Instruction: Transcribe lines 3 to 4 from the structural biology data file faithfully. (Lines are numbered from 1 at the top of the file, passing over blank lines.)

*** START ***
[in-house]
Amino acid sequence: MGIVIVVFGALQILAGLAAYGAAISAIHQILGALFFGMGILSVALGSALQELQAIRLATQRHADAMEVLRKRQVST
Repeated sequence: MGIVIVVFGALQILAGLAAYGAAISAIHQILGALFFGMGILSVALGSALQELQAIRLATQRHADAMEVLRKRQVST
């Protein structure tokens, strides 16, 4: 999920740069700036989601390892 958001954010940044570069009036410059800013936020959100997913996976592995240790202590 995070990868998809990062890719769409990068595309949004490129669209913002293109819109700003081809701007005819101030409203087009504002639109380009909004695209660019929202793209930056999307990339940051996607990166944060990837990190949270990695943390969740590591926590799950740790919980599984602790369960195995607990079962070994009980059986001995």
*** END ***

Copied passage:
Repeated sequence: MGIVIVVFGALQILAGLAAYGAAISAIHQILGALFFGMGILSVALGSALQELQAIRLATQRHADAMEVLRKRQVST
């Protein structure tokens, strides 16, 4: 999920740069700036989601390892 958001954010940044570069009036410059800013936020959100997913996976592995240790202590 995070990868998809990062890719769409990068595309949004490129669209913002293109819109700003081809701007005819101030409203087009504002639109380009909004695209660019929202793209930056999307990339940051996607990166944060990837990190949270990695943390969740590591926590799950740790919980599984602790369960195995607990079962070994009980059986001995």